Michigan craftsmen produce beauty from dying trees
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No knocks on this wood: One of the largest state forest systems in nation produces conservation management successes, one story at a time
TROY – Where other people see gnarly, dead trees, siblings Jennifer and Joe Barger see raw beauty.
“Salvaging urban trees and milling them into new, usable wood for craftsmen and do-it-yourselfers has been a real blessing for our family,” said Jennifer Barger, Live Edge Detroit’s cofounder with her brother Joe.
The duo teamed up in 2016 with their dad, Mike Barger, to launch the growing Troy company that takes dead or dying Detroit-area trees and repurposes them into slabs of rough-sawn wood. The logs come from Mike’s Tree Surgeons, which the family patriarch started 32 years ago.
“We kept coming across beautiful logs from tree removal jobs in urban Detroit that I just hated to turn into mulch or firewood. So I finally decided I would mill them and see if we couldn’t do something with them down the road,” said Mike Barger, a certified urban forester.
Live Edge Detroit now mills and preserves thousands of unique wood slabs and sells them at its Troy warehouse or The Rust Belt Market in Ferndale. Woodworkers use the slabs or round pieces to make wooden tables, shelves, cutting boards, bowls and benches.
“We’re passionate about preserving and repurposing the natural beauty of these trees,” Jennifer Barger said.
Trees inspire civic pride, success
The Bargers’ triumph with Live Edge Detroit highlights a broader effort by the Michigan Department of Natural Resources and affiliated organizations to better inform Michigan residents on a vision many don’t grasp or take for granted.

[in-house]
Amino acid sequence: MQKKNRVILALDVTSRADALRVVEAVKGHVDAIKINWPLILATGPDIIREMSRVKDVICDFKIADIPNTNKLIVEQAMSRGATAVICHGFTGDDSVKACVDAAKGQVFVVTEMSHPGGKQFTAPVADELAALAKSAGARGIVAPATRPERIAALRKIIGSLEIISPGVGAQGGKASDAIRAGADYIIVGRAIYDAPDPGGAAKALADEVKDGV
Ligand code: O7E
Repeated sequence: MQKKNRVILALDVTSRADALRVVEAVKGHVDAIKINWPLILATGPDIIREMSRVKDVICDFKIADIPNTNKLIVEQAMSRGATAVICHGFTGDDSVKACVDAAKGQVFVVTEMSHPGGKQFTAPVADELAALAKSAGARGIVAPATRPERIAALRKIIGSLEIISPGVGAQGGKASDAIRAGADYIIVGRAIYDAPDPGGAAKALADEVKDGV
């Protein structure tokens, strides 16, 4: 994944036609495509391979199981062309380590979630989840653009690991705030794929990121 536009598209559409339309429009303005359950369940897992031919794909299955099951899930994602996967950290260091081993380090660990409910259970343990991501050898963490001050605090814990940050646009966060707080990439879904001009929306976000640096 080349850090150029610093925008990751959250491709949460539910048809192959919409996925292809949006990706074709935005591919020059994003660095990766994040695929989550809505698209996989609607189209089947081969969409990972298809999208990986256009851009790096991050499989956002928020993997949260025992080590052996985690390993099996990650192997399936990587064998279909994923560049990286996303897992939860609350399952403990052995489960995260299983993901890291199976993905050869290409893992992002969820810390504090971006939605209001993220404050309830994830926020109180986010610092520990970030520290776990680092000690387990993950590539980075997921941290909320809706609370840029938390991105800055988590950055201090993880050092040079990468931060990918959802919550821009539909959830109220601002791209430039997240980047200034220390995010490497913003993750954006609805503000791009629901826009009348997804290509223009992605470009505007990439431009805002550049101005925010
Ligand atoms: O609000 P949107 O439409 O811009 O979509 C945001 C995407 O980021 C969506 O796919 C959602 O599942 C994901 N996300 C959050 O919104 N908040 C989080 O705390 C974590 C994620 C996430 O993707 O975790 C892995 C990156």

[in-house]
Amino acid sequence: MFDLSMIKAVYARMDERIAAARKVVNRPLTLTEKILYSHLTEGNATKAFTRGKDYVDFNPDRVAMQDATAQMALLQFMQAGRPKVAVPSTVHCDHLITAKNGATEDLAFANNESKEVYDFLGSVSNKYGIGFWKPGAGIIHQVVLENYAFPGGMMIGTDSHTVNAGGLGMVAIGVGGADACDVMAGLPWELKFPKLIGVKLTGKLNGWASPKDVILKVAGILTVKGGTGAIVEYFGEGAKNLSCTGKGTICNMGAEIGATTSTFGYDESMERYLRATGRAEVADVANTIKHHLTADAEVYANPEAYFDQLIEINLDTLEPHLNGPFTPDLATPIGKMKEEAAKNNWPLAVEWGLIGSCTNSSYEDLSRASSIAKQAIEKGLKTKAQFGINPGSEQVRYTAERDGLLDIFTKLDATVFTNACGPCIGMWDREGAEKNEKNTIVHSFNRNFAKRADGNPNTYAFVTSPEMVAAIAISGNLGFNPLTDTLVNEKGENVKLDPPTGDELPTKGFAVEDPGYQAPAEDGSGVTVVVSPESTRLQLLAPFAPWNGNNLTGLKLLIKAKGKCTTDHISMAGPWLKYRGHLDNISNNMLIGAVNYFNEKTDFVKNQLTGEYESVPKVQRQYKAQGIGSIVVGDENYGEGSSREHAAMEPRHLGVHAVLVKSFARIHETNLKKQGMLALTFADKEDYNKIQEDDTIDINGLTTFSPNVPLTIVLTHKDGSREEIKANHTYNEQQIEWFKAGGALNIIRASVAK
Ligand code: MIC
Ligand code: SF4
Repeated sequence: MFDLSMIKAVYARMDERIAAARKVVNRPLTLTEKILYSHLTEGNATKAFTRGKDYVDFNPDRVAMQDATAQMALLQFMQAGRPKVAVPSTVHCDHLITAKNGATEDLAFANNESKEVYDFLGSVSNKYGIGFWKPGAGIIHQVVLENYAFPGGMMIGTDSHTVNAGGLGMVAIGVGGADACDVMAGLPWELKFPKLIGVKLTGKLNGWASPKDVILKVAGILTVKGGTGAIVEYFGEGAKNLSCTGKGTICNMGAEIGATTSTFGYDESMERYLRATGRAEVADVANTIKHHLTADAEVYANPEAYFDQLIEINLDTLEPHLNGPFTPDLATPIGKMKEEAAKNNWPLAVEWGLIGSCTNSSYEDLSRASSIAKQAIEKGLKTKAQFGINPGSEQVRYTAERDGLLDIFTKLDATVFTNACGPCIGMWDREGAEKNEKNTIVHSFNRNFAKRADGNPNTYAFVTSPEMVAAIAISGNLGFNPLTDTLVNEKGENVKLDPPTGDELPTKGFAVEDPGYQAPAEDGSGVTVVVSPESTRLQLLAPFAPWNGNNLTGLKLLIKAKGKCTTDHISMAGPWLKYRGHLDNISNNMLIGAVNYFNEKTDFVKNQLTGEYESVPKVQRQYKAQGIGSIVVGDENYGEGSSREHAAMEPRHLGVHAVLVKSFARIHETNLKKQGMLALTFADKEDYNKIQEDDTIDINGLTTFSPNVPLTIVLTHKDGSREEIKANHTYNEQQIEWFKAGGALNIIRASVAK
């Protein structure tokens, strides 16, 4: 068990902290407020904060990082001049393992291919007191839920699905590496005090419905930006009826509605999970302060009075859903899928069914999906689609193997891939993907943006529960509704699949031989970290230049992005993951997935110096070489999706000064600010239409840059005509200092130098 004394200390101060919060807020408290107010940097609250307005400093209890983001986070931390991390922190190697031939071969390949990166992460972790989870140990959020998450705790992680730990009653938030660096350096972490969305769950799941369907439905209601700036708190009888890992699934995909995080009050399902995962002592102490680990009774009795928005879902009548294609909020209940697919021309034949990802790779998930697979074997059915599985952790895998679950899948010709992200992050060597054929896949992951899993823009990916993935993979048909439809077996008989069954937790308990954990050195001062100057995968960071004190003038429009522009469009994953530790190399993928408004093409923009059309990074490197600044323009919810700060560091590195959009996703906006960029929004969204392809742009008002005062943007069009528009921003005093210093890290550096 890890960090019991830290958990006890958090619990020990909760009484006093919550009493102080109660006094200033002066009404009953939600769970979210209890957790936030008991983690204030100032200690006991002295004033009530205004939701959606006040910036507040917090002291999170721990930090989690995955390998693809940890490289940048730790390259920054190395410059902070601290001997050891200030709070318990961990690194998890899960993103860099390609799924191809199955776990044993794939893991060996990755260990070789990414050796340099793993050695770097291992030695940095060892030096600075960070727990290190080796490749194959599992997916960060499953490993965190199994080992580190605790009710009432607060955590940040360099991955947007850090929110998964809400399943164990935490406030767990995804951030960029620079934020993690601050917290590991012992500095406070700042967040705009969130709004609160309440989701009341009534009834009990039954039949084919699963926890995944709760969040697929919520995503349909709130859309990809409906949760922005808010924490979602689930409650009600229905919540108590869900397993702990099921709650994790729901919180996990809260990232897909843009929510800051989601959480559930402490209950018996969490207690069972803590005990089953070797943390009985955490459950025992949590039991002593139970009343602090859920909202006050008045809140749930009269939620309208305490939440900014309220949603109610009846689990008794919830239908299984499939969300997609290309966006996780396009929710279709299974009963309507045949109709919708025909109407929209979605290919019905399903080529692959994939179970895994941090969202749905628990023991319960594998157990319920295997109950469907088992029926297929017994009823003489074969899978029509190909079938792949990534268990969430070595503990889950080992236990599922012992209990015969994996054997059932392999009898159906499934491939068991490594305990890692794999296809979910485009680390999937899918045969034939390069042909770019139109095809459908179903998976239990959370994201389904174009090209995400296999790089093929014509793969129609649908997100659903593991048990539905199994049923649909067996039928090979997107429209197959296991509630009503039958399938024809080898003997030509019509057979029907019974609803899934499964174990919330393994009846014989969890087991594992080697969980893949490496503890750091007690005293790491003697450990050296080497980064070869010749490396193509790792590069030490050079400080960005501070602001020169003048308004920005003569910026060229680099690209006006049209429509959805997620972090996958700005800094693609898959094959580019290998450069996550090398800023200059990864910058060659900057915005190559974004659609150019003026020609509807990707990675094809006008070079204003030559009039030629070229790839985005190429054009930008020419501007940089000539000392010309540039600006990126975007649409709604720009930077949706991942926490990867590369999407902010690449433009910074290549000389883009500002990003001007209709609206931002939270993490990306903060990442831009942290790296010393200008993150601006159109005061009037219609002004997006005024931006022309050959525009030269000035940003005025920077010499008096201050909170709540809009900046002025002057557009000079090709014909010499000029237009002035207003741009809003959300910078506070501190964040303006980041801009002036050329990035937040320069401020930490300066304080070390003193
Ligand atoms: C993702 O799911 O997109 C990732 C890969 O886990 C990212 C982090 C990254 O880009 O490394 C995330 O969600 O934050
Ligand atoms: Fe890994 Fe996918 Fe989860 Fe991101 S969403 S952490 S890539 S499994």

Simply put: The growth and preservation of Michigan’s forest-based economy is key to the state’s overall future, whether the setting is urban, suburban or rural.
“The conservation management policies and practices we apply to urban, suburban and rural forests are distinctly different and unique to their respective landscapes,” said Debbie Begalle, assistant forestry chief of the DNR’s Forest Resources Division.
“What they have in common is that it’s crucial for Michigan to ensure we have healthier and more resilient landscapes, better and more fire-adapted communities, improved habitat, air, and water quality, and a host of other public benefits that come from actively and sustainably managed forests,” Begalle said.
Managing the circle of life
From Metro Detroit to Copper Harbor on the Upper Peninsula’s northern tip, the Great Lakes State is blessed with billions of trees. The DNR is responsible for the professional, sustainable management of one of the largest state forest systems in the nation.
But trees don’t just take care of themselves.
Thanks to a never-ending cycle of planting, growing, harvesting and replanting, the DNR’s Forest Resources Division actively manages this precious renewable natural resource in a responsible manner.
Forestry -- the science, art and practice of sustainably managing forests and all their resources for the benefit of humans -- is critical to ensuring Michigan’s almost 20 million acres of forest land are here for generations.
Approximately 4 million of those 20 million acres of forest land are managed by the state of Michigan. Collectively, DNR foresters, recreation specialists and wildlife and fisheries biologists work together to keep state forests healthy.
“Michigan is dedicated to the sustainable management of our natural resources, including our beautiful forests,” Begalle said.
The DNR carefully plans every tree harvest, planting and prescribed burn to regenerate aging state forests, control invasive species, remove hazardous wildfire fuels or improve wildlife habitat.
Thriving forests strengthen communities
Maintaining sustainable and healthy state forests benefits every Michigan resident. State forests provide unique destinations for hiking, camping, fishing and other recreational opportunities.